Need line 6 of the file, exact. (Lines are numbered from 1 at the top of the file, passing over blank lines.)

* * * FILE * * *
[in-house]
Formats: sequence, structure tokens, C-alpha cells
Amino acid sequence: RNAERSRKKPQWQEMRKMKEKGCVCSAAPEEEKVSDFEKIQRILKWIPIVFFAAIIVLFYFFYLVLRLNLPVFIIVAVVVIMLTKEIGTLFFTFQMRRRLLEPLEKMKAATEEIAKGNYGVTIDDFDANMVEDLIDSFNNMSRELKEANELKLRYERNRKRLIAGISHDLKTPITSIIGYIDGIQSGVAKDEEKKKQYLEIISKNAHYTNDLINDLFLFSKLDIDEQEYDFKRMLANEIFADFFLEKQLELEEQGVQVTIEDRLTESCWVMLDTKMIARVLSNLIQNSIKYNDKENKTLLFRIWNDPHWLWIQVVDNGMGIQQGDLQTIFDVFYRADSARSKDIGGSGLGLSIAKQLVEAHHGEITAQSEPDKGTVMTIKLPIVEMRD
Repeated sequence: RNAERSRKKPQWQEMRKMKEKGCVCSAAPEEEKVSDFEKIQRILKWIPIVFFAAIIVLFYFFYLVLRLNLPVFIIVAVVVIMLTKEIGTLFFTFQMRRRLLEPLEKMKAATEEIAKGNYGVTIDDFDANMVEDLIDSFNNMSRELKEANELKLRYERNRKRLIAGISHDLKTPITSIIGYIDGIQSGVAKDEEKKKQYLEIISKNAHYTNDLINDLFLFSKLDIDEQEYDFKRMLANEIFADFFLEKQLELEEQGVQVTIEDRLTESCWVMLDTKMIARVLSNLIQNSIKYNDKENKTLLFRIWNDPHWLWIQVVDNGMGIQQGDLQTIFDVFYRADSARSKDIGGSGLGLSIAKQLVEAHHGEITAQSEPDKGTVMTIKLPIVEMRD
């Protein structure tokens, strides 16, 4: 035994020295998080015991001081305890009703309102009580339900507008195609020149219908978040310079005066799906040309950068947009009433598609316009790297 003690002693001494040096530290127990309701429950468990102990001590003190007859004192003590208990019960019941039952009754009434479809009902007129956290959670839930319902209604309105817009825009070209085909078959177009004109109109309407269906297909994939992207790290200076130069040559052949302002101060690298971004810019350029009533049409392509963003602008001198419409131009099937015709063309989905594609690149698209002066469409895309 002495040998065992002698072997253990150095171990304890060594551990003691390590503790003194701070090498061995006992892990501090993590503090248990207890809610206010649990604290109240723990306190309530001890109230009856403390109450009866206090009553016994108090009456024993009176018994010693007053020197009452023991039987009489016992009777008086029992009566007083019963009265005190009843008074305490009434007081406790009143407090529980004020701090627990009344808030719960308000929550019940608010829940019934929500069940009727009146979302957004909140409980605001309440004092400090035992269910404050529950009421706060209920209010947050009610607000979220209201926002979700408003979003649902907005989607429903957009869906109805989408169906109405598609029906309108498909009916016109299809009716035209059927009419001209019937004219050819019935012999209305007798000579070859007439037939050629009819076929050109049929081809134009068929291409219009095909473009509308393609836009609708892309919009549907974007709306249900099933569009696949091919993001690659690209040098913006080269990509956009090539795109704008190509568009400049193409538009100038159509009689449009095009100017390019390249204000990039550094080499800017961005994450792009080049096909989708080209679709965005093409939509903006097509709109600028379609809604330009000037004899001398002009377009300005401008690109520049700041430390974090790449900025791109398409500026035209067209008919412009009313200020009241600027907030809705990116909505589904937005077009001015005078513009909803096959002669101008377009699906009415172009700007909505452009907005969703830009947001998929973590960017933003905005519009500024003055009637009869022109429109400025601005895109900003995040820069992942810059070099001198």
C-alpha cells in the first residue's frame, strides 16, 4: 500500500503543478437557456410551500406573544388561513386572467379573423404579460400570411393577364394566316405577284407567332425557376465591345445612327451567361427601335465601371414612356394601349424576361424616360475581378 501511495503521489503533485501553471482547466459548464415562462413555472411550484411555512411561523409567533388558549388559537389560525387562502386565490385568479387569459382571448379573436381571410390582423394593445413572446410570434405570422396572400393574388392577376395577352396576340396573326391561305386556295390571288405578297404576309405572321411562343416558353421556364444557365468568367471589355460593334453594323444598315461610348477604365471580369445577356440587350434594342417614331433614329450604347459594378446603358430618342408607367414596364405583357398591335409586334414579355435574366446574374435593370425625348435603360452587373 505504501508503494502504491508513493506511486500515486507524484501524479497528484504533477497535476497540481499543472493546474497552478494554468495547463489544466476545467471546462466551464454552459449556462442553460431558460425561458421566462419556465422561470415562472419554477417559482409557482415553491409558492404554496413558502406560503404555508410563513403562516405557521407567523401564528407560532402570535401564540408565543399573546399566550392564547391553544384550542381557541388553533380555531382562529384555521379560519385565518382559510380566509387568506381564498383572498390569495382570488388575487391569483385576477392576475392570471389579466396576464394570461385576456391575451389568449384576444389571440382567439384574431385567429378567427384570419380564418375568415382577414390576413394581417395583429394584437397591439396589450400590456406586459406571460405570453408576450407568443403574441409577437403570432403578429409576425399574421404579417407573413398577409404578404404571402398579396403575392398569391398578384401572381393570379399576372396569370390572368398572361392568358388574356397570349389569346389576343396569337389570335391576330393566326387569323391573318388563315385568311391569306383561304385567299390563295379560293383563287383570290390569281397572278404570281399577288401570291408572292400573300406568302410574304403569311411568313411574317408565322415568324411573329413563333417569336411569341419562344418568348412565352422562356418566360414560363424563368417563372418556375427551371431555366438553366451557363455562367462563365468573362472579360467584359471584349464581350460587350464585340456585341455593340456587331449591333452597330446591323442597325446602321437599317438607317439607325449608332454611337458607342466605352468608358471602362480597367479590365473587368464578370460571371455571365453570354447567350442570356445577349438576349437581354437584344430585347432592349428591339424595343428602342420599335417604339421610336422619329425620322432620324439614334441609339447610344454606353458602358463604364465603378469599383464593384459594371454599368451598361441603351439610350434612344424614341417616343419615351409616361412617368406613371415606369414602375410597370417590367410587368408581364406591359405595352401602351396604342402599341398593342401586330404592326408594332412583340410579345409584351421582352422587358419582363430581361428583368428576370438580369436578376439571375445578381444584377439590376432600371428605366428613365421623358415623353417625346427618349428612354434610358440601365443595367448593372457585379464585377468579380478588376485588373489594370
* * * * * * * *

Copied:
C-alpha cells in the first residue's frame, strides 16, 4: 500500500503543478437557456410551500406573544388561513386572467379573423404579460400570411393577364394566316405577284407567332425557376465591345445612327451567361427601335465601371414612356394601349424576361424616360475581378 501511495503521489503533485501553471482547466459548464415562462413555472411550484411555512411561523409567533388558549388559537389560525387562502386565490385568479387569459382571448379573436381571410390582423394593445413572446410570434405570422396572400393574388392577376395577352396576340396573326391561305386556295390571288405578297404576309405572321411562343416558353421556364444557365468568367471589355460593334453594323444598315461610348477604365471580369445577356440587350434594342417614331433614329450604347459594378446603358430618342408607367414596364405583357398591335409586334414579355435574366446574374435593370425625348435603360452587373 505504501508503494502504491508513493506511486500515486507524484501524479497528484504533477497535476497540481499543472493546474497552478494554468495547463489544466476545467471546462466551464454552459449556462442553460431558460425561458421566462419556465422561470415562472419554477417559482409557482415553491409558492404554496413558502406560503404555508410563513403562516405557521407567523401564528407560532402570535401564540408565543399573546399566550392564547391553544384550542381557541388553533380555531382562529384555521379560519385565518382559510380566509387568506381564498383572498390569495382570488388575487391569483385576477392576475392570471389579466396576464394570461385576456391575451389568449384576444389571440382567439384574431385567429378567427384570419380564418375568415382577414390576413394581417395583429394584437397591439396589450400590456406586459406571460405570453408576450407568443403574441409577437403570432403578429409576425399574421404579417407573413398577409404578404404571402398579396403575392398569391398578384401572381393570379399576372396569370390572368398572361392568358388574356397570349389569346389576343396569337389570335391576330393566326387569323391573318388563315385568311391569306383561304385567299390563295379560293383563287383570290390569281397572278404570281399577288401570291408572292400573300406568302410574304403569311411568313411574317408565322415568324411573329413563333417569336411569341419562344418568348412565352422562356418566360414560363424563368417563372418556375427551371431555366438553366451557363455562367462563365468573362472579360467584359471584349464581350460587350464585340456585341455593340456587331449591333452597330446591323442597325446602321437599317438607317439607325449608332454611337458607342466605352468608358471602362480597367479590365473587368464578370460571371455571365453570354447567350442570356445577349438576349437581354437584344430585347432592349428591339424595343428602342420599335417604339421610336422619329425620322432620324439614334441609339447610344454606353458602358463604364465603378469599383464593384459594371454599368451598361441603351439610350434612344424614341417616343419615351409616361412617368406613371415606369414602375410597370417590367410587368408581364406591359405595352401602351396604342402599341398593342401586330404592326408594332412583340410579345409584351421582352422587358419582363430581361428583368428576370438580369436578376439571375445578381444584377439590376432600371428605366428613365421623358415623353417625346427618349428612354434610358440601365443595367448593372457585379464585377468579380478588376485588373489594370